Common SUV Defects
Today, sports Utility Vehicles (SUVS) continue to be a popular choice among drivers for a variety of reasons. First, SUVS are larger and have more cabin room than sedans and other passenger vehicles. This allows SUVs to accommodate more passengers and carry more cargo. Additionally, the higher height of these vehicles improves driver visibility. Despite being more convenient, however, SUVs are prone to numerous defects.
At Timothy Abeel & Associates, our experienced SUV defects attorneys routinely represent automobile consumers in New Jersey and Pennsylvania. If you own or lease an SUV that does not adhere to current safety standards, has been subject to recalls, or has been taken in for numerous repairs, you may be entitled to significant compensation.
SUVs are higher, more narrow and top heavy than passenger cars, and also have a higher center of gravity, which makes them more susceptible to rollovers. Moreover, traveling with more passengers and cargo increases the risk of a rollover due to the additional weight. Generally, there are two types of single-vehicle rollovers associated with SUVs:
- Tripped Rollover – When the vehicle swerves, or trips, into obstacles such as curbs, potholes or soft roadside shoulders
- Un-tripped Rollover – Caused by a number of factors including speed, steering technique and ground friction as well as poor vehicle design.
While automakers often attribute SUV rollers to driver mistakes or road conditions, design defects and flawed tires contribute to numerous accidents. If tires are underinflated or the treads are worn, an SUV may not be able to properly grip the road with all four wheels. Sideways forces can then become excessive, leading to a rollover accident. Defective tires are also susceptible to blowouts, which can cause the driver to lose control of the vehicle.
An SUV rollover can lead to roof crush which involves the roof compressing into the interior cabin. Although current federal standards require vehicles to withstand 1.5 times the weight of a vehicle at the sides of the roof, most SUVs are not equipped with roll bars which provide additional protection. This results in a greater risk of roof crush and injury to occupants, particularly neck, head and brain injuries.
Preventing SUV Rollovers
Today, the NHTSA requires all motor vehicles to be equipped with electronic stability control (ESC). This technology prevents a vehicle from sliding sideways in a turn, which can lead to a rollover. ESC can be particularly helpful in slippery conditions, or accident avoidance situations in which an SUV could fishtail or spin out of control. If the ESC fails to operate, however, a rollover accident may still occur.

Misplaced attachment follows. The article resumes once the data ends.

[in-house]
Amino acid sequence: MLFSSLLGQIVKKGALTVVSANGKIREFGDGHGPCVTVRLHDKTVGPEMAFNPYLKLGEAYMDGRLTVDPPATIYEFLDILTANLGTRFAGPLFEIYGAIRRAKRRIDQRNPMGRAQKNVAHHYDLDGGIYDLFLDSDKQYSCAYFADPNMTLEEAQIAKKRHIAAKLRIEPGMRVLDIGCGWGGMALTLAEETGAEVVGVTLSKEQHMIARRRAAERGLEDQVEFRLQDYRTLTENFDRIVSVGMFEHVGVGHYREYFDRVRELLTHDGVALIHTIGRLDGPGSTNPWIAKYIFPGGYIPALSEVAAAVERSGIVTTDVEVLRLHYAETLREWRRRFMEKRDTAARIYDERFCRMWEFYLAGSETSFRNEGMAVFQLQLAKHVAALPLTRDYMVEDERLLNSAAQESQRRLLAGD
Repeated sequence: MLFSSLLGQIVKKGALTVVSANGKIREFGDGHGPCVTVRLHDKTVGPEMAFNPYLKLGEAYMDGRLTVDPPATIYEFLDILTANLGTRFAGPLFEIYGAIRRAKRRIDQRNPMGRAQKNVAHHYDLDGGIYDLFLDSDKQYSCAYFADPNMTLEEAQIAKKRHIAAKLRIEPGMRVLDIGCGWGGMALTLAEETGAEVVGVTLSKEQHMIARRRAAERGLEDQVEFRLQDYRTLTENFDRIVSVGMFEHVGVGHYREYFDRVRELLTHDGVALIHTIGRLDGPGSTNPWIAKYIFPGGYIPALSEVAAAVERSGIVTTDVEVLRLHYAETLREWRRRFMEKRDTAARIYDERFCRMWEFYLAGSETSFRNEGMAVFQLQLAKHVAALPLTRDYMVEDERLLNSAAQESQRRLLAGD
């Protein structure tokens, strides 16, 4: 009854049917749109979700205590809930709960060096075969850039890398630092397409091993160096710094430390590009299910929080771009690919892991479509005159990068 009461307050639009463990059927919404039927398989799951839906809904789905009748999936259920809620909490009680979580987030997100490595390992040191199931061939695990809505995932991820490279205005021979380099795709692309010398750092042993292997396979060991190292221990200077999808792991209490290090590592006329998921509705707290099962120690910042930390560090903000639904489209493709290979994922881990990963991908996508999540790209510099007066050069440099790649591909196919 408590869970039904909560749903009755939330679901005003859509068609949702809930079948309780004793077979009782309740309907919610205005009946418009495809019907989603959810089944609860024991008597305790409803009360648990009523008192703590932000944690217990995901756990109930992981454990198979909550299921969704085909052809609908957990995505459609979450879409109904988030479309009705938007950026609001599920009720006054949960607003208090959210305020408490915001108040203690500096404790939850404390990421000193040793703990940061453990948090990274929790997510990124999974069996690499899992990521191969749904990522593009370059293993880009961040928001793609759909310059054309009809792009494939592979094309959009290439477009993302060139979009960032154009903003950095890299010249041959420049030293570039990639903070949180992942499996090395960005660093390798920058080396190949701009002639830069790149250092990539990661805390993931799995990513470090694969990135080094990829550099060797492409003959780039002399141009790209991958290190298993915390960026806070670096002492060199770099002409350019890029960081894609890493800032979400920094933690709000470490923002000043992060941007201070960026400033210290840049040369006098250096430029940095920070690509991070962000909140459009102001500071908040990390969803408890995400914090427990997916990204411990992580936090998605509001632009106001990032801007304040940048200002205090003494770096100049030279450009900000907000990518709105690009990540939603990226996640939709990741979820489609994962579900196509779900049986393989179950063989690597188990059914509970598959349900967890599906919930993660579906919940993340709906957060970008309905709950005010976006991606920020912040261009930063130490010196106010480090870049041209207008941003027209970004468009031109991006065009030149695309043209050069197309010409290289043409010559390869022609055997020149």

Although design defects in SUVs may lead to rollovers, drivers can also take precautions to reduce the risk of accidents and injuries. Obviously, drivers should never speed since this increases the risk of a rollover accident. Additionally, it is important to keep tires properly inflated and make sure the treads are not worn. Moreover, drivers should be careful on rural roads that have tighter curves, don’t have shoulders, and are more likely to have uneven surfaces. Also, drivers and passengers should always have seat belts fastened. Finally, manufacturers are required to warn consumers that SUVs maneuver differently than other passenger vehicles.
Other SUV Defects
While rollover accidents and roof crush are primary concerns for SUV consumers, these vehicles are also prone to all types defects, some of which have led to recalls.
- In April 2017, Kia Motors recalled 8,000 2011-2013 Model Year Kia Sportage and 166,000 2012-2014 Sorento SUVs with the turbocharged 2.0 liter engine. An engine defect related to premature bearing wear could lead to a vehicle stall, increasing the risk of a crash.
- In March 2017, Nissan announced the recall of 56,766 2013-2104 Model Year Murano SUVs. Defective power steering hose clamps could cause the hose to detach and leak power steering fluid, affecting the maneuverability of the vehicles. Nissan instructed dealers to replace the power steering hose kit.
- In January 2017, Audi announced the recall of certain 2013-2017 Model Year Q5 SUVs with 2.0 liter turbocharged engines. The automaker said that the electric coolant pump could get clogged with debris. Audi also recalled certain 2011-2017 Q5 SUVs because leaks in the sunroof drainage system damaged the foam surrounding the side airbag inflators. This could cause the inflator to rupture, expelling metal fragments into the vehicle.
SUV Defects Attorney
With gas prices still relatively low, and improved fuel efficiency in newer model SUVs, these vehicles will likely remain popular. Nonetheless, sports utility vehicles will also continue to be prone to defects and the subject of recalls. At Timothy Abeel & Associates, P.C., we believe SUV manufacturers must be held accountable for defects when they occur. We are well versed in state and federal consumer protection laws and have a proven track record of helping our clients obtain meaningful compensation. Call our office today for a free consultation or complete the contact form on our website.